The U.S. rate for violent crime rose 16% during the 1980s; the victims inevitably end up in the nation’s hospital emergency rooms. Los Angeles has the worst problem, with the highest rate of gang- and drug-related violence, according to David Langness of the Hospital Council of Southern California. The volume of violence-related injuries, combined with inadequate payment for the medical care required, led four hospitals in Chicago to drop out of the trauma network and has contributed to the closure of seven hospitals there since 1985, according to the report. In Los Angeles County, 13 of 23 hospitals have pulled out of the trauma system. In Orange County, Fountain Valley Regional Hospital and Medical Center quit the system last year, leaving just three hospitals--none in northwestern sector of the county--to cope.
Hunger, malnutrition and exposure to harsh weather drive many of them to hospitals for medical care as well as shelter, food and warmth. In Los Angeles, Ronald Dahlgren, president of Queen of Angels-Hollywood Presbyterian Medical Center, says he regularly sends memos to the staff asking for contributions of clothing for homeless patients about to be discharged back to the streets. “We are not just talking adult males, but also women and children,” Dahlgren said. “Some of their health problems resulted directly from inadequate protection against the cold.”
An estimated 37 million Americans lack health insurance or other means to pay for their health care, a 22% increase since 1981. In Los Angeles County, one in four cannot pay. And in Orange County, several hundred thousand of the county’s 2.3 million residents lack insurance. The inability to pay prompts people to put off low-cost preventive health care and places a greater burden of serious illness on hospitals. Between 1980 and 1988, the burden of uncompensated hospital care grew from $3 billion to $8.3 billion, according to the report.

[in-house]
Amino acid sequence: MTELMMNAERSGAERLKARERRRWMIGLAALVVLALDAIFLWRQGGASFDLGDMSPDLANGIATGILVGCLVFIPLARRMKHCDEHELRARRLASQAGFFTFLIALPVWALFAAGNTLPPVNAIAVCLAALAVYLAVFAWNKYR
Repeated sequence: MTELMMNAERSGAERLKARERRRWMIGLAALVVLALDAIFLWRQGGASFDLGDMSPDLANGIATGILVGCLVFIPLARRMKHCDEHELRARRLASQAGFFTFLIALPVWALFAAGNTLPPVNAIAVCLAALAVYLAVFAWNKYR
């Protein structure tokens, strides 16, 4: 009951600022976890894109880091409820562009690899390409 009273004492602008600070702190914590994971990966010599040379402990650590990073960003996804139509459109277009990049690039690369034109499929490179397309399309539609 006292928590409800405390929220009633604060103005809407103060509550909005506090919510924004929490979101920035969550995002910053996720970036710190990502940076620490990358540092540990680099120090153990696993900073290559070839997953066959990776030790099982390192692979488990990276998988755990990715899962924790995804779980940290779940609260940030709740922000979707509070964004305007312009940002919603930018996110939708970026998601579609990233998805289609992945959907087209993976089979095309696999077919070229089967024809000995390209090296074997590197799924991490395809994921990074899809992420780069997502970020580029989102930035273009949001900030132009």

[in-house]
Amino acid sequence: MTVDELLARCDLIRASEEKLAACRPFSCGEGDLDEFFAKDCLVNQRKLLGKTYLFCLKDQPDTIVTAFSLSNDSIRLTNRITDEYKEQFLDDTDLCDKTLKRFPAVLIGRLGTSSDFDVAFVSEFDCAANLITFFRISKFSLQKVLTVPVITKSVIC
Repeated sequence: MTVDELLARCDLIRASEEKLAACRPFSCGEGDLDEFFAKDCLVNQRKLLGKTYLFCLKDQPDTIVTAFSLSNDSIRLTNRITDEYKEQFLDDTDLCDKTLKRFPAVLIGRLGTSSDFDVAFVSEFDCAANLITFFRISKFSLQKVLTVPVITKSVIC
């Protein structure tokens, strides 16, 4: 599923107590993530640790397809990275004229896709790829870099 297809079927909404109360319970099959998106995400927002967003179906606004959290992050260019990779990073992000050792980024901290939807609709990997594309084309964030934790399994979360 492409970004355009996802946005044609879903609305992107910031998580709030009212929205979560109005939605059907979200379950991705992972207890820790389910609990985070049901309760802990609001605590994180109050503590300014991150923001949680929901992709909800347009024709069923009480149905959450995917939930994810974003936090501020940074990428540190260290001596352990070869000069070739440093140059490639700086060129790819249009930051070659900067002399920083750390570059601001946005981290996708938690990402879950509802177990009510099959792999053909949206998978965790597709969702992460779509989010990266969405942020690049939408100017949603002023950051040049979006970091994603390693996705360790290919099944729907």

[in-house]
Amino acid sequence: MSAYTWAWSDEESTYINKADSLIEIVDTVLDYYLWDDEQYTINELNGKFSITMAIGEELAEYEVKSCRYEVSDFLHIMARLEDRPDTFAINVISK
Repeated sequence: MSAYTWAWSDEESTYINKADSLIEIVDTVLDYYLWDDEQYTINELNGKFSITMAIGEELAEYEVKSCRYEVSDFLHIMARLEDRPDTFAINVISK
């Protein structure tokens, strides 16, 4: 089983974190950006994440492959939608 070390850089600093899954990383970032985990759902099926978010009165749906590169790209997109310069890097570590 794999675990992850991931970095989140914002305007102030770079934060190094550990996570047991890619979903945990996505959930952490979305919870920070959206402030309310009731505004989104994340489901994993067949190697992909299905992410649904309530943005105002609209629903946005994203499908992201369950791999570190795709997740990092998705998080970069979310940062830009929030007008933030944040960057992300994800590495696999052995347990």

Late Monday, several Orange County hospital officials said they had not seen the report. But those who did comment said it appeared to assess their problems correctly.
“It sounds to me like it’s telling it like it is,” said Becky Barney-Villano, director of public relations at Coastal Communities Hospital, a small Santa Ana hospital which on Monday announced it was downgrading its emergency room to “standby status” because it could not find neurosurgeons and other doctors willing to be on call 24 hours a day. Instead, the hospital will provide “urgent care” for most emergencies.
Also applauding the report was Barbara Patton, assistant administrator at Fountain Valley. “It was worse when we were a trauma center,” with people brought in from the street after knife and gun fights who also had no health insurance. But though the trauma center closed last December, the emergency room still sometimes copes with cases like those, she said.
“And we have a compounded problem in OB (obstetrics) where sometimes the mothers without prenatal care are also drug abusers,” Patton added.
Doctors and nurses have to deal with these pregnant woman carefully because they are at high risk for having AIDS, Patton said. “And we have to watch the baby carefully because he is at high risk for multiple problems,” AIDS, drug-exposure, other problems. In addition, Patton said, many of these mothers have no health insurance, so the hospital is left with their bills.